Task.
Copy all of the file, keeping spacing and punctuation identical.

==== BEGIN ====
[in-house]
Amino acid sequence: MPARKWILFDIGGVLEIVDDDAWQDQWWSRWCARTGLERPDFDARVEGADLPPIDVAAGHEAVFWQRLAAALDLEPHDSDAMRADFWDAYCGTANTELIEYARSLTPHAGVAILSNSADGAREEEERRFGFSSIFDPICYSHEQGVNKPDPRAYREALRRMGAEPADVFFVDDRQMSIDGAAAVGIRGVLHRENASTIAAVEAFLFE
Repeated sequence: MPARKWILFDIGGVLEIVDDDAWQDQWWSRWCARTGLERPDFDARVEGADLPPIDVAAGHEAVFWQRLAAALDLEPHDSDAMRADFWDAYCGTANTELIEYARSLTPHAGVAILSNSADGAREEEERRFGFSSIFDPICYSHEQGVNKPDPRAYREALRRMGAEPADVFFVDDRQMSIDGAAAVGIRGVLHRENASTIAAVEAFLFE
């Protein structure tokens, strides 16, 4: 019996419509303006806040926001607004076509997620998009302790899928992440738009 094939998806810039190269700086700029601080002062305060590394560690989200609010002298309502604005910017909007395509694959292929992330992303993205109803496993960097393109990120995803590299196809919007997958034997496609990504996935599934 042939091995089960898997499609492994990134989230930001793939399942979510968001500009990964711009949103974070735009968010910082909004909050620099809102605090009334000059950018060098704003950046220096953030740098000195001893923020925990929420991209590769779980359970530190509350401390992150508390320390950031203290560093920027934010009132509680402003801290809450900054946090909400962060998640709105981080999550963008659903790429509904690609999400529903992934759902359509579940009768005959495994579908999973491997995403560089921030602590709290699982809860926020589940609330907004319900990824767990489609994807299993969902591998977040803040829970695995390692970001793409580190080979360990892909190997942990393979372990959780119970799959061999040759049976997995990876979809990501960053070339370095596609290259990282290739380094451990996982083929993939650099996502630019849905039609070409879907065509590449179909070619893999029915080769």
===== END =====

[in-house]
Amino acid sequence: MPARKWILFDIGGVLEIVDDDAWQDQWWSRWCARTGLERPDFDARVEGADLPPIDVAAGHEAVFWQRLAAALDLEPHDSDAMRADFWDAYCGTANTELIEYARSLTPHAGVAILSNSADGAREEEERRFGFSSIFDPICYSHEQGVNKPDPRAYREALRRMGAEPADVFFVDDRQMSIDGAAAVGIRGVLHRENASTIAAVEAFLFE
Repeated sequence: MPARKWILFDIGGVLEIVDDDAWQDQWWSRWCARTGLERPDFDARVEGADLPPIDVAAGHEAVFWQRLAAALDLEPHDSDAMRADFWDAYCGTANTELIEYARSLTPHAGVAILSNSADGAREEEERRFGFSSIFDPICYSHEQGVNKPDPRAYREALRRMGAEPADVFFVDDRQMSIDGAAAVGIRGVLHRENASTIAAVEAFLFE
């Protein structure tokens, strides 16, 4: 019996419509303006806040926001607004076509997620998009302790899928992440738009 094939998806810039190269700086700029601080002062305060590394560690989200609010002298309502604005910017909007395509694959292929992330992303993205109803496993960097393109990120995803590299196809919007997958034997496609990504996935599934 042939091995089960898997499609492994990134989230930001793939399942979510968001500009990964711009949103974070735009968010910082909004909050620099809102605090009334000059950018060098704003950046220096953030740098000195001893923020925990929420991209590769779980359970530190509350401390992150508390320390950031203290560093920027934010009132509680402003801290809450900054946090909400962060998640709105981080999550963008659903790429509904690609999400529903992934759902359509579940009768005959495994579908999973491997995403560089921030602590709290699982809860926020589940609330907004319900990824767990489609994807299993969902591998977040803040829970695995390692970001793409580190080979360990892909190997942990393979372990959780119970799959061999040759049976997995990876979809990501960053070339370095596609290259990282290739380094451990996982083929993939650099996502630019849905039609070409879907065509590449179909070619893999029915080769």